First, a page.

On Friday, February 3rd, just a little over a week after Pope Francis made worldwide headlines by calling for the decriminalization of homosexuality, the pontiff will land in South Sudan, one of the 67 nations which criminalizes same-sex relationships.
What will Pope Francis do or say? Christianity is the largest religion in the country, with Roman Catholicism being the largest denomination. The nation has 31 bishops in six dioceses and one archdiocese. The current president, Salva Kiir Mayardit, is Catholic.
The Sudanese government is well aware of Pope Francis’ recent statement, but at least from one official’s response, it seems that they do not understand the pope’s message. Michael Makuei Lueth, the National Minister of Information, Communication and Postal Service, offered some remarks after a cabinet meeting last week. Radio Tamazuj, a South Sudan independent station, reported the comments:
“ ‘If he (Pope Francis) is coming here and he tells us that marriage of the same sex, homosexuality is legal, we will say no,’ Makuei said. ‘But this is not what he is coming for.’
The minister stressed that same-sex marriage is ungodly and that God create a man and a woman to multiply and fill the world.
“ ‘God was not mistaken. He created man and woman and he told them to marry one another and go and fill the world. Do same-sex partners give birth?’ Makuei mused. ‘Our constitution is very clear and says marriage is between the opposite sex and any same-sex marriage is a crime, is a constitutional crime.’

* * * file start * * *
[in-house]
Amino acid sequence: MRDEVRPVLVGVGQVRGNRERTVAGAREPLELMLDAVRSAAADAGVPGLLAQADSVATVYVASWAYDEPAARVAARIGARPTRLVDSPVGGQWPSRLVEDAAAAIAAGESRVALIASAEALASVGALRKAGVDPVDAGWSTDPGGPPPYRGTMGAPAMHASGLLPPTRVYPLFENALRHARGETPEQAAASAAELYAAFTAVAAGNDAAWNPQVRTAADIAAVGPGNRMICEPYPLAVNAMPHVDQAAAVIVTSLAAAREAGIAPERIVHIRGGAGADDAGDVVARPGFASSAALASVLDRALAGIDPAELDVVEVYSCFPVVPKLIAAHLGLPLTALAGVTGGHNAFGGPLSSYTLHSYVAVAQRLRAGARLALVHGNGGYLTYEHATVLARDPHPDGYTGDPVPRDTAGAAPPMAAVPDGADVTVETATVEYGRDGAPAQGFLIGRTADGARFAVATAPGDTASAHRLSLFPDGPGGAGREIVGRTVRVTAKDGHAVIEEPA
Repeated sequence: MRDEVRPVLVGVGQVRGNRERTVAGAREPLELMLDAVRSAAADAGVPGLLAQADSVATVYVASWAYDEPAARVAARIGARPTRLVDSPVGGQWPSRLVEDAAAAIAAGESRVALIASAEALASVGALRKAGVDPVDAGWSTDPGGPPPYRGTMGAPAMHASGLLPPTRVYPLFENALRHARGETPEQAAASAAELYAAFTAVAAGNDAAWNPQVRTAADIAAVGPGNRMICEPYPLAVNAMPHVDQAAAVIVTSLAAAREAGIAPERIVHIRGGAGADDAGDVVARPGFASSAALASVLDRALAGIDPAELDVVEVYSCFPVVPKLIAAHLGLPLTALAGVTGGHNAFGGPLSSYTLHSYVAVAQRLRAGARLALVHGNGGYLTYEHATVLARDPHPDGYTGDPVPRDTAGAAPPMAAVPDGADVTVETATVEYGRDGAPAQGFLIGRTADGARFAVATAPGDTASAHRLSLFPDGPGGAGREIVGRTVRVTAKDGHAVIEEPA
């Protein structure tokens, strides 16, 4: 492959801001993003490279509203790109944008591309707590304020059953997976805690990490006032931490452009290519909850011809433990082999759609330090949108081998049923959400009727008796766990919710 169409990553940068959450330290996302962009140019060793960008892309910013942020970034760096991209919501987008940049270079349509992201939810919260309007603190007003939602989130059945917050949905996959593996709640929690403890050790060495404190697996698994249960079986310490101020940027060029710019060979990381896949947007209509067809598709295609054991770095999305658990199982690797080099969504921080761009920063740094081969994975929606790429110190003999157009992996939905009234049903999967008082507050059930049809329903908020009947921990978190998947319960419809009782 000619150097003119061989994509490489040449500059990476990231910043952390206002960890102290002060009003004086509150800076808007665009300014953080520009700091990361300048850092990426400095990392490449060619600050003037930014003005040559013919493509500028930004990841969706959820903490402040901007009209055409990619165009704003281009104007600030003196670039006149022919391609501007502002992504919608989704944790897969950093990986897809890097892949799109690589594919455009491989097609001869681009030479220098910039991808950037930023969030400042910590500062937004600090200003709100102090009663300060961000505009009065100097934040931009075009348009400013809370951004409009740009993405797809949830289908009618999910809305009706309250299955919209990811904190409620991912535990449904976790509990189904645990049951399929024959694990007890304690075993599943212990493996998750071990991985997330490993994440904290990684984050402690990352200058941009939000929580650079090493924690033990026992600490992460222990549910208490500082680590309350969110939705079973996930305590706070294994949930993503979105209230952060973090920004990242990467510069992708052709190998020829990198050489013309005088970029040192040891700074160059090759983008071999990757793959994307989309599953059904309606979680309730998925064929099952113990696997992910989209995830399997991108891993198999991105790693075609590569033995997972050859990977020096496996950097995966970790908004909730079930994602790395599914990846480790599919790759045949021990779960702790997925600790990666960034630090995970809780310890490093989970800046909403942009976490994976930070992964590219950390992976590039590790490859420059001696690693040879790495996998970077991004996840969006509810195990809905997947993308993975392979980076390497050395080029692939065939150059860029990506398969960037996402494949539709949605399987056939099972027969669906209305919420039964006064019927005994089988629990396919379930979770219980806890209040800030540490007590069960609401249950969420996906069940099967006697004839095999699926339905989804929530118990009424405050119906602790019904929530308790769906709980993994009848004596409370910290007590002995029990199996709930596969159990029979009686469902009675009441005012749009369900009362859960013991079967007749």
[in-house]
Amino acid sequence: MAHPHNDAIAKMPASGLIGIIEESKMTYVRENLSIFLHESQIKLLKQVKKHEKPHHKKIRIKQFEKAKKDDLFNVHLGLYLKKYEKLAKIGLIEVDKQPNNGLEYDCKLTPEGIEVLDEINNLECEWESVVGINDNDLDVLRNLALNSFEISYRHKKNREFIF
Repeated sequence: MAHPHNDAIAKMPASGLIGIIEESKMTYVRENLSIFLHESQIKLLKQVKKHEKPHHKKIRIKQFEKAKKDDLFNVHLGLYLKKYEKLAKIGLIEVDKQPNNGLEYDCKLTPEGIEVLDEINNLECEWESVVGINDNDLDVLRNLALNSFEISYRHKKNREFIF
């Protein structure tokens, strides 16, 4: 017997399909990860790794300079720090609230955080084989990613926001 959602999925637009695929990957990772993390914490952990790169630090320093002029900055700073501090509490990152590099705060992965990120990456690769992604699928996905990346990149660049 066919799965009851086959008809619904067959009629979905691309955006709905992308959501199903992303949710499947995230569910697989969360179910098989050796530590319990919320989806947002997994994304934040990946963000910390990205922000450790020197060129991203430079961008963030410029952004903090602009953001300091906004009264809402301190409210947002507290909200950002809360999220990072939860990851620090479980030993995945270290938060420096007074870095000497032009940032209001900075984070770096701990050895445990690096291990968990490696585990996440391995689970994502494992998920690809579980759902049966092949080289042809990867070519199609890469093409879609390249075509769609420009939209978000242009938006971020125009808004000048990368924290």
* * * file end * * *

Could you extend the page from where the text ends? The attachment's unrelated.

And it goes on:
“He said the main objective of the papal visit to South Sudan is to preach peace and ask the people to forgive one another and live in peace and harmony so that the country moves forward.
“ ‘He is coming to bless us so that we change our behaviors because at times we behave abnormally. So, he is coming here to pray for us so that peace prevails in South Sudan,’ Makuei said.”
Clearly, Mr. Makuei either was misinformed about what the pope said (Pope Francis spoke against criminalization and not for same-gender marriage) or he reveals a mistake often made by those who oppose LGBTQ+ rights: equating even the most basic civil rights protections with expansive equality that includes marriage.
But he did get one thing right: “He [Pope Francis] is coming to bless us so that we change our behaviors because at times we behave abnormally. So, he is coming here to pray for us so that peace prevails in South Sudan.” According to Pope Paul VI, “If you want peace, work for justice.” Pope Francis called criminalization laws “unjust.”
I hope Pope Francis is able to find some way to remind the South Sudanese government, Catholic Church leaders, and people that for peace to prevail, there needs to be justice for all.
—Francis DeBernardo, New Ways Ministry, February 1, 2023